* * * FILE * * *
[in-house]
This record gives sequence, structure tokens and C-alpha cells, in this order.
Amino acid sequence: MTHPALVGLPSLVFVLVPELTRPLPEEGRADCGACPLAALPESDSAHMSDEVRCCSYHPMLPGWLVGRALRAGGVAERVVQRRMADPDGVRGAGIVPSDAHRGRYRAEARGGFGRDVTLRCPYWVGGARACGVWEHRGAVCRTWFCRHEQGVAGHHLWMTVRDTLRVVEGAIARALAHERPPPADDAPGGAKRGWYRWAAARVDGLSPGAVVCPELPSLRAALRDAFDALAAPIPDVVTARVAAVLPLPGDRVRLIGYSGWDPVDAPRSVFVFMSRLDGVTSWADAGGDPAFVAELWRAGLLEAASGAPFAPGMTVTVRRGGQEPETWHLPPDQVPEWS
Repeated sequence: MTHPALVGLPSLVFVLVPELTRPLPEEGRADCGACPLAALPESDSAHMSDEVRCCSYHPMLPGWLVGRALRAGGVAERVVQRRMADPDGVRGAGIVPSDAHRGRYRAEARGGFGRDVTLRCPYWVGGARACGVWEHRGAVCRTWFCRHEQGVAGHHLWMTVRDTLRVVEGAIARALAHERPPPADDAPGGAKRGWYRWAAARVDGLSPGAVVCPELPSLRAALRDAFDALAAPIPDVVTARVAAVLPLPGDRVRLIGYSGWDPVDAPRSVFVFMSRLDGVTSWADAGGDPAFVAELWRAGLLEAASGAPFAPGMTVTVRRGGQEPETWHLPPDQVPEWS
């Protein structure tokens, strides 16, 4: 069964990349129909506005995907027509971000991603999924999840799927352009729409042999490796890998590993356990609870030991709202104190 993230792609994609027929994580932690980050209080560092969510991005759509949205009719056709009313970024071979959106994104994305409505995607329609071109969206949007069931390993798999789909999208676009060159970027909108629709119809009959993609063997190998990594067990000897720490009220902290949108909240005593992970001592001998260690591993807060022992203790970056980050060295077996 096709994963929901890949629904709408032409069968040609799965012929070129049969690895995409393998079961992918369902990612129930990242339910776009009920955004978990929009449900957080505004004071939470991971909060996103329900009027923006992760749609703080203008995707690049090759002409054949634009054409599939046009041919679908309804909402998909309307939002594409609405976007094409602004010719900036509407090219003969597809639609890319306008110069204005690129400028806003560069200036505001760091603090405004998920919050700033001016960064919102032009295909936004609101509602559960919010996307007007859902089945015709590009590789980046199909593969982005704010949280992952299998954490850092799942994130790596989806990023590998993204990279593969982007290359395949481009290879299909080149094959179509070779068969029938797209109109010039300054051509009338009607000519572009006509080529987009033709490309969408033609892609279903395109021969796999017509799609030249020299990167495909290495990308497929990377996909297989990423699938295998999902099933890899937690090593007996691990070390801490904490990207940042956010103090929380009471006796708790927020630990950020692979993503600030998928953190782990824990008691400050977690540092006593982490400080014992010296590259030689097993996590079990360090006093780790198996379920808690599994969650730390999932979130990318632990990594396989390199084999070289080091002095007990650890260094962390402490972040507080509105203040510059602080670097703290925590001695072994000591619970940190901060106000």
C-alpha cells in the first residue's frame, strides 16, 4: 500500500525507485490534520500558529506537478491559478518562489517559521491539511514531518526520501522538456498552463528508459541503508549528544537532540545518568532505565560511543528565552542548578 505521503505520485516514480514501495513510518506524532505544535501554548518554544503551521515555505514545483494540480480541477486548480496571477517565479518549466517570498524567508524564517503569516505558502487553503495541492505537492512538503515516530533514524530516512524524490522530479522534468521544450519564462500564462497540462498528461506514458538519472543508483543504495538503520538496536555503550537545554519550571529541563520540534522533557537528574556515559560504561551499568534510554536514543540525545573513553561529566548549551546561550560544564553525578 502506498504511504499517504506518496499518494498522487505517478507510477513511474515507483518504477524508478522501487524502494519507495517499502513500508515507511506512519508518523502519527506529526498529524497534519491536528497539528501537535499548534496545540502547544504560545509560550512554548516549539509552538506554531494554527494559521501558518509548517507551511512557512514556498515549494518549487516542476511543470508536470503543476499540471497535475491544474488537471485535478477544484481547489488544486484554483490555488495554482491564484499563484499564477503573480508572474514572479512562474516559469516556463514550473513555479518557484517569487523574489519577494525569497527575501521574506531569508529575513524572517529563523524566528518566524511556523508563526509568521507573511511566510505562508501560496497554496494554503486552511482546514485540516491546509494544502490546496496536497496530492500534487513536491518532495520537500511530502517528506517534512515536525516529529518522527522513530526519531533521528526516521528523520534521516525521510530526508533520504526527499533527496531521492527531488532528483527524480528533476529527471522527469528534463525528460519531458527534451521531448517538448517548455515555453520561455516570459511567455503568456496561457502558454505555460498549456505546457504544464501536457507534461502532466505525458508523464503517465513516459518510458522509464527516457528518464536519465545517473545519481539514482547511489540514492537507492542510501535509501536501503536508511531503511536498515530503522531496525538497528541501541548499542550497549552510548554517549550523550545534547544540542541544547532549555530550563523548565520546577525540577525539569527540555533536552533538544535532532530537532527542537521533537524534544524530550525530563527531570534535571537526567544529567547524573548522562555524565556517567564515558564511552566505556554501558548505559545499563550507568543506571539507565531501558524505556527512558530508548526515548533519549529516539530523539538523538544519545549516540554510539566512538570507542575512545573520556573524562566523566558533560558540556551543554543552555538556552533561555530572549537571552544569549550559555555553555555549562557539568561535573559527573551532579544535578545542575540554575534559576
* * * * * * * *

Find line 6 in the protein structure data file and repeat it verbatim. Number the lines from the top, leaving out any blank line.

C-alpha cells in the first residue's frame, strides 16, 4: 500500500525507485490534520500558529506537478491559478518562489517559521491539511514531518526520501522538456498552463528508459541503508549528544537532540545518568532505565560511543528565552542548578 505521503505520485516514480514501495513510518506524532505544535501554548518554544503551521515555505514545483494540480480541477486548480496571477517565479518549466517570498524567508524564517503569516505558502487553503495541492505537492512538503515516530533514524530516512524524490522530479522534468521544450519564462500564462497540462498528461506514458538519472543508483543504495538503520538496536555503550537545554519550571529541563520540534522533557537528574556515559560504561551499568534510554536514543540525545573513553561529566548549551546561550560544564553525578 502506498504511504499517504506518496499518494498522487505517478507510477513511474515507483518504477524508478522501487524502494519507495517499502513500508515507511506512519508518523502519527506529526498529524497534519491536528497539528501537535499548534496545540502547544504560545509560550512554548516549539509552538506554531494554527494559521501558518509548517507551511512557512514556498515549494518549487516542476511543470508536470503543476499540471497535475491544474488537471485535478477544484481547489488544486484554483490555488495554482491564484499563484499564477503573480508572474514572479512562474516559469516556463514550473513555479518557484517569487523574489519577494525569497527575501521574506531569508529575513524572517529563523524566528518566524511556523508563526509568521507573511511566510505562508501560496497554496494554503486552511482546514485540516491546509494544502490546496496536497496530492500534487513536491518532495520537500511530502517528506517534512515536525516529529518522527522513530526519531533521528526516521528523520534521516525521510530526508533520504526527499533527496531521492527531488532528483527524480528533476529527471522527469528534463525528460519531458527534451521531448517538448517548455515555453520561455516570459511567455503568456496561457502558454505555460498549456505546457504544464501536457507534461502532466505525458508523464503517465513516459518510458522509464527516457528518464536519465545517473545519481539514482547511489540514492537507492542510501535509501536501503536508511531503511536498515530503522531496525538497528541501541548499542550497549552510548554517549550523550545534547544540542541544547532549555530550563523548565520546577525540577525539569527540555533536552533538544535532532530537532527542537521533537524534544524530550525530563527531570534535571537526567544529567547524573548522562555524565556517567564515558564511552566505556554501558548505559545499563550507568543506571539507565531501558524505556527512558530508548526515548533519549529516539530523539538523538544519545549516540554510539566512538570507542575512545573520556573524562566523566558533560558540556551543554543552555538556552533561555530572549537571552544569549550559555555553555555549562557539568561535573559527573551532579544535578545542575540554575534559576